MORE information is being sought by the author of a book on a comparatively little known World War Two activity in the Helensburgh area — the Marine Aircraft Experimental Establishment.
Robin Bird wrote ‘Top Secret War Bird of World War Two’, which is about his father, photographer Bob Bird.
He visited the burgh in 2006, and he says he was amazed how little local people knew of the establishment, which included the water tank testing centre in Glen Fruin.
“I would like to hear from anyone who served with MAEE Helensburgh circa 1942, or people who knew Bob Bird, MAEE photographer,” Robin says.
The establishment was originally set up by the Air Ministry in 1924 to evaluate the performance of water-based aircraft.
Originally based in Felixtowe, the onset of World War Two led to the MAEE being classified Top Secret, and moving to Helensburgh and Rhu in 1939, to ensure its work did not attract the attention of German spy planes or bombers. Returning to Felixstowe in 1945, MAEE was finally closed down in 1956.
MAEE was partnered with the Airborne Forces Experimental Establishment, which began life at Ringway, now Manchester Airport, in 1940, and was also to move, first to Sherburn, near Leeds in 1943, then Beaulieu in 1945.
Bob was a Government photographer taking top secret pictures of weapons to sink U-Boats and experiments by airborne forces preparing for the D-Day invasion.
MAEE Helensburgh drew on a number of local facilities, such as the seaplane base at Rhu, and the weapons testing tank at Glen Fruin.
The establishment also worked in close co-operation with the RAF's bases at Stranraer and Lough Erne, which operated flying boats, in particular, Catalinas.
After the Sunderland, the Catalina was Coastal Command's most important flying boat, and both aircraft were important to MAEE, offering fully enclosed facilities for the photographers, who had previously occupied an open cockpit position in the nose of both Otter and Walrus bi-planes.
The work was still hazardous, as none of the aircraft had heating or oxygen for high altitude work, and Bob Bird was in hospital for a week, after suffering frostbite when he removed a glove in order to change a lens, and his fingers were frozen to metal body of the camera.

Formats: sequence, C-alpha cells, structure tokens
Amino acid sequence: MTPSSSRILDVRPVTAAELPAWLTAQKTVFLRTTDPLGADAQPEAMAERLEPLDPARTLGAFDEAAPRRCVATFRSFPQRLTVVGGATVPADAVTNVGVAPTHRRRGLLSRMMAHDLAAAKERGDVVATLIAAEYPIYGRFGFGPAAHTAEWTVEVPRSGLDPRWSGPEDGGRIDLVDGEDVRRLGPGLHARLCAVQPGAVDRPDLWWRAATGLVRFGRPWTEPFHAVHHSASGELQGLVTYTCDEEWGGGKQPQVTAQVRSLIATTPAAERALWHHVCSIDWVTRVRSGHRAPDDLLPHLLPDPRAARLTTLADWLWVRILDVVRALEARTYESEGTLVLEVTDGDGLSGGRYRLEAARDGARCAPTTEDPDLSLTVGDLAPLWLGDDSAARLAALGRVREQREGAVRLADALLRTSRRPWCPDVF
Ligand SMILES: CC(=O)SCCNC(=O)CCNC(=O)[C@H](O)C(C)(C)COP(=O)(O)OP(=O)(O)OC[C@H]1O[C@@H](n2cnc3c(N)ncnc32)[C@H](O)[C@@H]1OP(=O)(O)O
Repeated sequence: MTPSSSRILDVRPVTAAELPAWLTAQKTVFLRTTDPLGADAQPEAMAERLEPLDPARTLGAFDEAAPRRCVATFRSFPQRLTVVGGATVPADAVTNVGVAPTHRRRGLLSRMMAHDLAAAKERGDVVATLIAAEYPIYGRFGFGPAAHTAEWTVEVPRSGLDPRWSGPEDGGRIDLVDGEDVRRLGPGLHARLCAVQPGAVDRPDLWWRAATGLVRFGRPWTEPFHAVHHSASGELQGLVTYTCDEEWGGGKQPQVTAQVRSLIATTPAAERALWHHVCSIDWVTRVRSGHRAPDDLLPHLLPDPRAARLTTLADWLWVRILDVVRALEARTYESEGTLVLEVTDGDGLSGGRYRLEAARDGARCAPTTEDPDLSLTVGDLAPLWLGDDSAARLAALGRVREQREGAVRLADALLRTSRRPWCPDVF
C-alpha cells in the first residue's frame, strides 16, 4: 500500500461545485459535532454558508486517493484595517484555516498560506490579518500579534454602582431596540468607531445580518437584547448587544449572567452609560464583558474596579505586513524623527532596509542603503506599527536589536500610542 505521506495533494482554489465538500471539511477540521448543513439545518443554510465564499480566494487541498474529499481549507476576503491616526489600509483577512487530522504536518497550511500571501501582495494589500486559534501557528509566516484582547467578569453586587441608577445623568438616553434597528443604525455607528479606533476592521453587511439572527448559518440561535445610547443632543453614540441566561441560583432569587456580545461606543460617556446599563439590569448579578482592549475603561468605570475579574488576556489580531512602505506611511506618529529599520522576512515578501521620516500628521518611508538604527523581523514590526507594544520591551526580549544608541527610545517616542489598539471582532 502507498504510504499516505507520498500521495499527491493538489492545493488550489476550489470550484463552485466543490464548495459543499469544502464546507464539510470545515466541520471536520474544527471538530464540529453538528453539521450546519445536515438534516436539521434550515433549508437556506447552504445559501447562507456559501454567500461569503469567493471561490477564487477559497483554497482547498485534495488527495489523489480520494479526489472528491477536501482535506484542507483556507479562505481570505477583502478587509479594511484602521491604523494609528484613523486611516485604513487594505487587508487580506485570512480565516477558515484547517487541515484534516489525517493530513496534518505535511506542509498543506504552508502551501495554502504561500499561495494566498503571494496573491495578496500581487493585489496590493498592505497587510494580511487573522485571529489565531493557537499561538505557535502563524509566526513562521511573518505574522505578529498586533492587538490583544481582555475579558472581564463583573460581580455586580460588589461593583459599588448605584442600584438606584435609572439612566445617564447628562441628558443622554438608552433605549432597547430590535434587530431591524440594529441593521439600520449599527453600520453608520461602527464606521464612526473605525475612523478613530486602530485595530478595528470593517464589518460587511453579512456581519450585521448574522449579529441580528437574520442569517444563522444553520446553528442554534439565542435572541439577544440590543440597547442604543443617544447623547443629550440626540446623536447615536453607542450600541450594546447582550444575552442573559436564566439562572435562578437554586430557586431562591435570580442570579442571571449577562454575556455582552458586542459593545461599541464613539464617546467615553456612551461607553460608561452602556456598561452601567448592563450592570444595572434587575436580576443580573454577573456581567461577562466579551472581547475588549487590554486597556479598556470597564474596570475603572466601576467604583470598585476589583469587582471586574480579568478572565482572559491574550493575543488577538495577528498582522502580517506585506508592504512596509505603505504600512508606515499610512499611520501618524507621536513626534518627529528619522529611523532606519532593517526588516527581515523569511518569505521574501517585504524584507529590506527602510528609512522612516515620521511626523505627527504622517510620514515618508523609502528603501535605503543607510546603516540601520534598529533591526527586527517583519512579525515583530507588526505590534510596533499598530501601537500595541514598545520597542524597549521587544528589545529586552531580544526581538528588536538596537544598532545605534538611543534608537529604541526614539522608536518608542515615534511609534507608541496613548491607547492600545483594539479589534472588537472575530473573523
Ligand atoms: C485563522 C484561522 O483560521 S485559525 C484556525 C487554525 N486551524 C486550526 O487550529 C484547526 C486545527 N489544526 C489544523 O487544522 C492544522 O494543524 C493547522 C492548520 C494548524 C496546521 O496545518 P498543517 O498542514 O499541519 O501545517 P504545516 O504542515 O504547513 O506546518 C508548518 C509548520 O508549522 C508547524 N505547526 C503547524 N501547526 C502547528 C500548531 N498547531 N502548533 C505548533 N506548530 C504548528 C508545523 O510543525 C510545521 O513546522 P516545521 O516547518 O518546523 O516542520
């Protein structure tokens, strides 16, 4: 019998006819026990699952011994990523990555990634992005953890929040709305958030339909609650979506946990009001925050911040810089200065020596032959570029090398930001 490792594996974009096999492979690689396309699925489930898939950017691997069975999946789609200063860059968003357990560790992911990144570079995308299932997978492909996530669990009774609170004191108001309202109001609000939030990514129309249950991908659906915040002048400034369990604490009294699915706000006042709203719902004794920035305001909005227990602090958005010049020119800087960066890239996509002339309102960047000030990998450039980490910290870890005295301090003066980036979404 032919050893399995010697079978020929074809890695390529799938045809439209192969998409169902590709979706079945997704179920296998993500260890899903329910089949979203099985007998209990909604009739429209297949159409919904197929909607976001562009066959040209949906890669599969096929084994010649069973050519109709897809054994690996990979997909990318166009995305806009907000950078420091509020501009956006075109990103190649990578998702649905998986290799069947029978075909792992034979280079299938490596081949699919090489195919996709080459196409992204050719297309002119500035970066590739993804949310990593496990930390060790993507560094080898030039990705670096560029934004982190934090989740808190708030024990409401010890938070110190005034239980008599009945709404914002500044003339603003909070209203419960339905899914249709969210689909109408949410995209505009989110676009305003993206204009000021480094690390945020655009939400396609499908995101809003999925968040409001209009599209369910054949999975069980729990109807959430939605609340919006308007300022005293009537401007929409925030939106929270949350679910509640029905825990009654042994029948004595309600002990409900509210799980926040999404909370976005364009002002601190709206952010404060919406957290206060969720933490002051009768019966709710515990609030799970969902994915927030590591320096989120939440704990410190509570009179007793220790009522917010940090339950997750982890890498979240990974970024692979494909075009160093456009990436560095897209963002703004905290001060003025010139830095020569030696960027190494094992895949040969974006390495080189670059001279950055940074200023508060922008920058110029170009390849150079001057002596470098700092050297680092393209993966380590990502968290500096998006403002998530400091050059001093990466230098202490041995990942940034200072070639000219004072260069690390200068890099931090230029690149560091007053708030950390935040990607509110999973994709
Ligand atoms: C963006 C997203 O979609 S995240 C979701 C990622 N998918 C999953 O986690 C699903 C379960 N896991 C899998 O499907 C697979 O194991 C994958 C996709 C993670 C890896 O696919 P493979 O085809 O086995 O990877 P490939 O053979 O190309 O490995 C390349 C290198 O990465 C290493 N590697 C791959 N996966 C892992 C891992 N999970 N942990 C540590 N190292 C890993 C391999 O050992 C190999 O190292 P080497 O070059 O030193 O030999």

His diary January 1942 notes that it was so cold that the pilot's vision was affected, and they crash landed on their return. In fact his arrival in Helensburgh the previous November had been marked by a Sunderland crash at Rhu, which killed the two MAEE crew, and highlighted the dangers associated with the work.
Testing carried out there included aircraft weapons designed for use against shipping, depth charges, rockets, and Barnes Wallis' Tallboy earthquake bomb and Highball bouncing bomb.
There was also flight testing of maritime patrol aircraft, including the all-important Sunderland flying boat, built in the Blackburn Aircraft Factory in Dumbarton, located next to Denny's shipyard.
The book describes a special mission assigned to MAEE, with the aim of sinking the Tirpitz. Most will be familiar with the 1955 film ‘Above Us The Waves’, which portrays Operation Source, in which six X Craft were used to mount a partially successful assault on the Tirpitz in 1943.
Less well known is Operation Title, in which chariots, or human torpedoes, were used to launch an earlier assault on the battleship in 1942.
The team was forced to call off the attack when a storm caused the loss of the chariots. Scuttling their vessel, nine of the team were able to return home via Sweden, but the tenth member was caught and shot as a spy.
The establishment worked on two projects concerning Tirpitz. The first followed on from the chariots, and involved modifying Sunderlands to drop and retrieve chariots. This option was not developed past handling tests, but the second was to proceed and be successful.
This was the use of the Tallboy bomb, which was finally to sink the battleship after two direct hits — a third direct hit bounced off her armour — resulted in a 200ft hole in her side, and set off internal magazine fires.
- A veritable treasure trove of information about wartime activities in Scotland can be found on a website entitled Secret Scotland. It is the work of Des Gorra, and aims to provide a common resource where secret, hidden or otherwise notable points of interest around Scotland can be shared.